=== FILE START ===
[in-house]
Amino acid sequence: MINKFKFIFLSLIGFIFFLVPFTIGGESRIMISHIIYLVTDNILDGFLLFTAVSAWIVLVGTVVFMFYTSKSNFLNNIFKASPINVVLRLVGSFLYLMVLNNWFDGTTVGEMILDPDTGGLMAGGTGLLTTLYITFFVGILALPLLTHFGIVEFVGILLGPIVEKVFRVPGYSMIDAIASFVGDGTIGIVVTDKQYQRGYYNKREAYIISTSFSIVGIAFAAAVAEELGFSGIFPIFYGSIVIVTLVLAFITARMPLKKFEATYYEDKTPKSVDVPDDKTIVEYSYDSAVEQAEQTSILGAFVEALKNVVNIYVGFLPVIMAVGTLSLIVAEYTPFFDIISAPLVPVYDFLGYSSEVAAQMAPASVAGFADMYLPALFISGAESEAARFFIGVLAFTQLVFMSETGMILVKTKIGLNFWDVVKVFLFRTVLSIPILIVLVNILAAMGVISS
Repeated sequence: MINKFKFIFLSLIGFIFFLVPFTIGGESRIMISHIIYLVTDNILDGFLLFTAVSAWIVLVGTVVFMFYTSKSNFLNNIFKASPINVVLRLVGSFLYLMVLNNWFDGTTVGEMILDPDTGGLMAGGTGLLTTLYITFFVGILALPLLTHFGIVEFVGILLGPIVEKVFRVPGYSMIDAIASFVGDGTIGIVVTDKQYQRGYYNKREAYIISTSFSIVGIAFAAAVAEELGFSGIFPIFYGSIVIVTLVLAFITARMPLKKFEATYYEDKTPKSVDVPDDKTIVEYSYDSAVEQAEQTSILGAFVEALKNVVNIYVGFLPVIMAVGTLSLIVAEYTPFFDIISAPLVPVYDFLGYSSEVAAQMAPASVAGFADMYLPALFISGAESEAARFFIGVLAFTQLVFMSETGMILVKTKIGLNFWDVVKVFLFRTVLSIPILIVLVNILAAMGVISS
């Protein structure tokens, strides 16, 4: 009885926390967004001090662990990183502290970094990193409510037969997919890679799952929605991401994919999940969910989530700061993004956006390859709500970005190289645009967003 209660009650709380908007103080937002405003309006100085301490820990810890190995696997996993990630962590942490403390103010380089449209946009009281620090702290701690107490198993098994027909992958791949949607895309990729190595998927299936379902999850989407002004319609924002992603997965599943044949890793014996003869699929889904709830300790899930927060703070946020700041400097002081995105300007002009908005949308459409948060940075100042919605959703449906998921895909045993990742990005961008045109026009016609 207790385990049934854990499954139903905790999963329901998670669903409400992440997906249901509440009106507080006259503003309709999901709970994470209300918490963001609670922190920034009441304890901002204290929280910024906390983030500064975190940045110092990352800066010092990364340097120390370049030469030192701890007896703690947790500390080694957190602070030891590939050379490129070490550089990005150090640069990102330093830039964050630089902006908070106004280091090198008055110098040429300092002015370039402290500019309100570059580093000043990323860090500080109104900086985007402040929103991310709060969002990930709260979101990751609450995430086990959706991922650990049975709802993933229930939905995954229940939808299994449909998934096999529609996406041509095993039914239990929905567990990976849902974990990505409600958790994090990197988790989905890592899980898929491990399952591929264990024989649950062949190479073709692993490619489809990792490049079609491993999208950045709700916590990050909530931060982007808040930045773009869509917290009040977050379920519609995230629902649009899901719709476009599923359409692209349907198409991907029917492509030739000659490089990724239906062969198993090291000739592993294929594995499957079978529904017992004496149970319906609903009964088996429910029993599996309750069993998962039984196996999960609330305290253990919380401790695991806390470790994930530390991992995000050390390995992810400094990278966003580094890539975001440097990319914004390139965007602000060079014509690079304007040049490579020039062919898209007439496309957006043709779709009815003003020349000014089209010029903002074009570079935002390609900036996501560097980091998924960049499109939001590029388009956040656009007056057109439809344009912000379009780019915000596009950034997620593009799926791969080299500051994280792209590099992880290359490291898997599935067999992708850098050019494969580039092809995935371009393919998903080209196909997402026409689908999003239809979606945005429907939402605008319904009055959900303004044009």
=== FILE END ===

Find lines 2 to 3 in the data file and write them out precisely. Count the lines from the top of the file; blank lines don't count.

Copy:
Amino acid sequence: MINKFKFIFLSLIGFIFFLVPFTIGGESRIMISHIIYLVTDNILDGFLLFTAVSAWIVLVGTVVFMFYTSKSNFLNNIFKASPINVVLRLVGSFLYLMVLNNWFDGTTVGEMILDPDTGGLMAGGTGLLTTLYITFFVGILALPLLTHFGIVEFVGILLGPIVEKVFRVPGYSMIDAIASFVGDGTIGIVVTDKQYQRGYYNKREAYIISTSFSIVGIAFAAAVAEELGFSGIFPIFYGSIVIVTLVLAFITARMPLKKFEATYYEDKTPKSVDVPDDKTIVEYSYDSAVEQAEQTSILGAFVEALKNVVNIYVGFLPVIMAVGTLSLIVAEYTPFFDIISAPLVPVYDFLGYSSEVAAQMAPASVAGFADMYLPALFISGAESEAARFFIGVLAFTQLVFMSETGMILVKTKIGLNFWDVVKVFLFRTVLSIPILIVLVNILAAMGVISS
Repeated sequence: MINKFKFIFLSLIGFIFFLVPFTIGGESRIMISHIIYLVTDNILDGFLLFTAVSAWIVLVGTVVFMFYTSKSNFLNNIFKASPINVVLRLVGSFLYLMVLNNWFDGTTVGEMILDPDTGGLMAGGTGLLTTLYITFFVGILALPLLTHFGIVEFVGILLGPIVEKVFRVPGYSMIDAIASFVGDGTIGIVVTDKQYQRGYYNKREAYIISTSFSIVGIAFAAAVAEELGFSGIFPIFYGSIVIVTLVLAFITARMPLKKFEATYYEDKTPKSVDVPDDKTIVEYSYDSAVEQAEQTSILGAFVEALKNVVNIYVGFLPVIMAVGTLSLIVAEYTPFFDIISAPLVPVYDFLGYSSEVAAQMAPASVAGFADMYLPALFISGAESEAARFFIGVLAFTQLVFMSETGMILVKTKIGLNFWDVVKVFLFRTVLSIPILIVLVNILAAMGVISS